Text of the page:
Universal Robots has launched in India amid much fanfare and high-powered diplomacy. The Danish Ambassador to India, Peter Taksøe-Jensen, did the honours by officially launching Universal Robots during a ceremony at the Le Meridian, New Delhi.
Universal, a Danish company which was bought by US industrial giant Teradyne last year, considers itself a pioneer in collaborative robots, and its new product range was unveiled at the India launch event by Esben Østergaard, Universal’s chief technology officer, along with Pradeep David, the company’s general manager, India.
Technology moves so fast there’s rarely enough time to grab a burger before the next iPhone update. And even if you do find the time to visit a fast food restaurant, it’s increasingly likely that it will be a robot that will be preparing your food and possibly even serving you, not to mention charging you for their efforts to seem human while carrying out their customer service duties.
One of the many perks of being the boss of a reasonably sized company is having your own personal assistant, someone who you can dictate letters to, someone who keeps your diary updated, answers your phones and helps you organise your time so you are as efficient and as productive as you can be at work.
A good PA is often very highly paid, commensurate with the company and business sector he or she works for, and their image as super-fast typists and excellent organisers is one that is often celebrated and acknowledged.
However, the relationship between the boss and the PA could be about to change forever as a result of developments in artificially intelligent assistant technology. Already there are a number of artificially intelligent personal assistants – let’s call them AIPAs for now – on the market and according to some, they’re quite good. Continue reading Your artificially intelligent assistant is ready to take a letter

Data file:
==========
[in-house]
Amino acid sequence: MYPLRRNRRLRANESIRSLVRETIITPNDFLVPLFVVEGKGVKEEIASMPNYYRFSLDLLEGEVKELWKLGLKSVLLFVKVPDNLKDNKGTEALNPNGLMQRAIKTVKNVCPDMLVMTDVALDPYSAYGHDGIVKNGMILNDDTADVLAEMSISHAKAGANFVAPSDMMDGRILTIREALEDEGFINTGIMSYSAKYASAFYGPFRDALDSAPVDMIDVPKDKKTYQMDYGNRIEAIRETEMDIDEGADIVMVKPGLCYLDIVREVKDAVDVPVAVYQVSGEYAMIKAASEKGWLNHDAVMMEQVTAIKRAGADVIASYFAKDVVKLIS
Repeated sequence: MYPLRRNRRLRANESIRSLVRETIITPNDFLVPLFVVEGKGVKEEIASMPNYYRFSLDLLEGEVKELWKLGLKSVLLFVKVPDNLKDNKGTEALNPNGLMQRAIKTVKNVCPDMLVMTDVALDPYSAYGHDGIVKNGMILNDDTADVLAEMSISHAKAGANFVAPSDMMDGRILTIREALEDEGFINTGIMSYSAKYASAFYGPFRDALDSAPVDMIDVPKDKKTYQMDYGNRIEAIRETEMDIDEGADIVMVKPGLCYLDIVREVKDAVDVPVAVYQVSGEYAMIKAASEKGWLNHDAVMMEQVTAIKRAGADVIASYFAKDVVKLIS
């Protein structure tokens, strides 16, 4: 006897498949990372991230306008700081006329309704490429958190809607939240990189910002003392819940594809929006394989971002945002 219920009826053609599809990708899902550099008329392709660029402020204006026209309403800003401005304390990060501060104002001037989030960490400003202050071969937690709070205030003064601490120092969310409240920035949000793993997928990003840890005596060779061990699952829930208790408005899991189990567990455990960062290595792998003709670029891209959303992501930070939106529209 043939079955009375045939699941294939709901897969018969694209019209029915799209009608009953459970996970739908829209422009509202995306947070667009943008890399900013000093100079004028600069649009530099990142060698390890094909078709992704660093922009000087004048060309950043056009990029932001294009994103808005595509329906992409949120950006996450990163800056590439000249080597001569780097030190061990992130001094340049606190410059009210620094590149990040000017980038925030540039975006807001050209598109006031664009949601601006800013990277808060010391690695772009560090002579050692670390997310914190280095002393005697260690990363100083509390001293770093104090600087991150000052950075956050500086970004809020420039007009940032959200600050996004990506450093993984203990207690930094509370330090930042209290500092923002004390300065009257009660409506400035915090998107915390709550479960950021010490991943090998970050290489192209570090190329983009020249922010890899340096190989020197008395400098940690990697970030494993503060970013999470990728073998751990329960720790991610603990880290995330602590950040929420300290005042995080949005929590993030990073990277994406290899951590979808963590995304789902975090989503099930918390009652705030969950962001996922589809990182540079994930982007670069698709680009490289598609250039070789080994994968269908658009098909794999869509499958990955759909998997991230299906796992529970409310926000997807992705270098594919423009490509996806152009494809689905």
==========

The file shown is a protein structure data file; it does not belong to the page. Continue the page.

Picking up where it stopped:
It seems obvious now that in the event of an earthquake, tiny, swarm robots would be the most effective way of locating survivors in huge piles of rubble through which human emergency workers and first responders cannot make their way or even see.
So obvious that you wonder why they haven’t been developed and even deployed for that purpose already. Certainly the technology seems to be advanced enough – research into the area has been going at an accelerated pace for some time.
Looking at pictures of the collapsed building in Taiwan after the earthquake there on Saturday, there looks to be no way to go in for the emergency workers trying to rescue the survivors. The magnitude-7.6 quake is reported to have killed at least 41 people and more than 100 are said to be trapped in the rubble in that building alone. Continue reading Tiny swarm robots could become first responders after earthquakes
Cruise liner company Costa Group has signed an exclusive agreement with the French company Aldebaran for a pilot project with Pepper robots.
Aldebaran, which is a subsidiary of the SoftBank Group through SoftBank Robotics Corp, said the contract was worth more than a million euros.
Pepper is the world’s first robot that reads main human emotions, says the company, adding that it is ideally suited to help and delight guests on board of cruise ships. Aldebaran adds that Pepper will improve guest experience and provide help and entertainment on board the ships of the Costa Group’s cruise brands: AIDA and Costa. Continue reading Costa Group to test Pepper humanoid robots on cruise liners